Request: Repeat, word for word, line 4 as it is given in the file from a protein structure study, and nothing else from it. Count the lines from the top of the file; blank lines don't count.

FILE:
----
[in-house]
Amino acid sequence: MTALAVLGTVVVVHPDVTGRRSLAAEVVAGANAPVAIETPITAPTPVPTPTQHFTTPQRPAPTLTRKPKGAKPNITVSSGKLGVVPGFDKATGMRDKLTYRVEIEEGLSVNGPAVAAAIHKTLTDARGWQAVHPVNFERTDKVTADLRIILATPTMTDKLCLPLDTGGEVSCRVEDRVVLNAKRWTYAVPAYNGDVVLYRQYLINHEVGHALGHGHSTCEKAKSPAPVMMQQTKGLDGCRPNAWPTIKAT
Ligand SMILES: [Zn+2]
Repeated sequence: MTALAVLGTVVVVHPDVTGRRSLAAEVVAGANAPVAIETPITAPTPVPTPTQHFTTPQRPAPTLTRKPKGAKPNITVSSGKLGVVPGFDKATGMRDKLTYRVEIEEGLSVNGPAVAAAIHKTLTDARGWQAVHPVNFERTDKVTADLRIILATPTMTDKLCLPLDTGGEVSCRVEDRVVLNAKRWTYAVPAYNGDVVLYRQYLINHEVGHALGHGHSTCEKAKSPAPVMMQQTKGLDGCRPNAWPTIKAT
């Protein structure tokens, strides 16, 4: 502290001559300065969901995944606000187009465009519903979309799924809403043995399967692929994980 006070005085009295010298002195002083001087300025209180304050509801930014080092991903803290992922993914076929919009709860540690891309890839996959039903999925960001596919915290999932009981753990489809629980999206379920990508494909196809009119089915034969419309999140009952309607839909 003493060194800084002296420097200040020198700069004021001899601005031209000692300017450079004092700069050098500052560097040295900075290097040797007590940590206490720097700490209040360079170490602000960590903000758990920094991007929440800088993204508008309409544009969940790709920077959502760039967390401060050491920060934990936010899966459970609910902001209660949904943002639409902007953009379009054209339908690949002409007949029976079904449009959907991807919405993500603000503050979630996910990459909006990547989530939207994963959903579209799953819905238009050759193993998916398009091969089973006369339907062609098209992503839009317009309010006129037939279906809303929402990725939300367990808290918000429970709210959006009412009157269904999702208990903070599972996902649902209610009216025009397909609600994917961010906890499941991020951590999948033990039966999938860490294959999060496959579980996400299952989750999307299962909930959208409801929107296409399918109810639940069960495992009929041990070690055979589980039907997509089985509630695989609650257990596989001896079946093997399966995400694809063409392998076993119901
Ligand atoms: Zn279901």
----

Repeated sequence: MTALAVLGTVVVVHPDVTGRRSLAAEVVAGANAPVAIETPITAPTPVPTPTQHFTTPQRPAPTLTRKPKGAKPNITVSSGKLGVVPGFDKATGMRDKLTYRVEIEEGLSVNGPAVAAAIHKTLTDARGWQAVHPVNFERTDKVTADLRIILATPTMTDKLCLPLDTGGEVSCRVEDRVVLNAKRWTYAVPAYNGDVVLYRQYLINHEVGHALGHGHSTCEKAKSPAPVMMQQTKGLDGCRPNAWPTIKAT